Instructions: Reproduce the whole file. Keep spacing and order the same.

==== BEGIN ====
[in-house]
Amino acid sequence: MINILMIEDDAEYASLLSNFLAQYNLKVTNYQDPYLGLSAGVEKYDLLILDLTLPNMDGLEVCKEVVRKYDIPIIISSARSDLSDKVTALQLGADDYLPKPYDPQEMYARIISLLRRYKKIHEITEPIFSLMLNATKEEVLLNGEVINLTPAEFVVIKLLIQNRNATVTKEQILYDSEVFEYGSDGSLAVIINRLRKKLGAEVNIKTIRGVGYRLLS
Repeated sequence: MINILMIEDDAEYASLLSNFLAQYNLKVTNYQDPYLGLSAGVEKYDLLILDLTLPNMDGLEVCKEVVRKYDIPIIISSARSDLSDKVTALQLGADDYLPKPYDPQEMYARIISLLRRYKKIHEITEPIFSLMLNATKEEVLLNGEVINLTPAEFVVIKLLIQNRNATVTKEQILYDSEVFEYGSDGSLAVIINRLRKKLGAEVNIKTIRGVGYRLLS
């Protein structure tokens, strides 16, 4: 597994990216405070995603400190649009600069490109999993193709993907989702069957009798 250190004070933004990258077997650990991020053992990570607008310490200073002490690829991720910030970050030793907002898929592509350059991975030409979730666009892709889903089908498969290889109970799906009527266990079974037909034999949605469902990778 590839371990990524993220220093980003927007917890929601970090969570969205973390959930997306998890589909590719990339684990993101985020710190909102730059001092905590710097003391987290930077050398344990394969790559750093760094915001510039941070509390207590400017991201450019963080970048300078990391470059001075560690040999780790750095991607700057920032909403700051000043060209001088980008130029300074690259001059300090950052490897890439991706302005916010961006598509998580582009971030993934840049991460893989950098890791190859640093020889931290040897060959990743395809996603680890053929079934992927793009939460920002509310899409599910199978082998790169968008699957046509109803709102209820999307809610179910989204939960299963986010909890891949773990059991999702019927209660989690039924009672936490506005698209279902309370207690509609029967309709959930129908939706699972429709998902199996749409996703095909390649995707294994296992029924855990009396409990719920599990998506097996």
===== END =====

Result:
[in-house]
Amino acid sequence: MINILMIEDDAEYASLLSNFLAQYNLKVTNYQDPYLGLSAGVEKYDLLILDLTLPNMDGLEVCKEVVRKYDIPIIISSARSDLSDKVTALQLGADDYLPKPYDPQEMYARIISLLRRYKKIHEITEPIFSLMLNATKEEVLLNGEVINLTPAEFVVIKLLIQNRNATVTKEQILYDSEVFEYGSDGSLAVIINRLRKKLGAEVNIKTIRGVGYRLLS
Repeated sequence: MINILMIEDDAEYASLLSNFLAQYNLKVTNYQDPYLGLSAGVEKYDLLILDLTLPNMDGLEVCKEVVRKYDIPIIISSARSDLSDKVTALQLGADDYLPKPYDPQEMYARIISLLRRYKKIHEITEPIFSLMLNATKEEVLLNGEVINLTPAEFVVIKLLIQNRNATVTKEQILYDSEVFEYGSDGSLAVIINRLRKKLGAEVNIKTIRGVGYRLLS
């Protein structure tokens, strides 16, 4: 597994990216405070995603400190649009600069490109999993193709993907989702069957009798 250190004070933004990258077997650990991020053992990570607008310490200073002490690829991720910030970050030793907002898929592509350059991975030409979730666009892709889903089908498969290889109970799906009527266990079974037909034999949605469902990778 590839371990990524993220220093980003927007917890929601970090969570969205973390959930997306998890589909590719990339684990993101985020710190909102730059001092905590710097003391987290930077050398344990394969790559750093760094915001510039941070509390207590400017991201450019963080970048300078990391470059001075560690040999780790750095991607700057920032909403700051000043060209001088980008130029300074690259001059300090950052490897890439991706302005916010961006598509998580582009971030993934840049991460893989950098890791190859640093020889931290040897060959990743395809996603680890053929079934992927793009939460920002509310899409599910199978082998790169968008699957046509109803709102209820999307809610179910989204939960299963986010909890891949773990059991999702019927209660989690039924009672936490506005698209279902309370207690509609029967309709959930129908939706699972429709998902199996749409996703095909390649995707294994296992029924855990009396409990719920599990998506097996």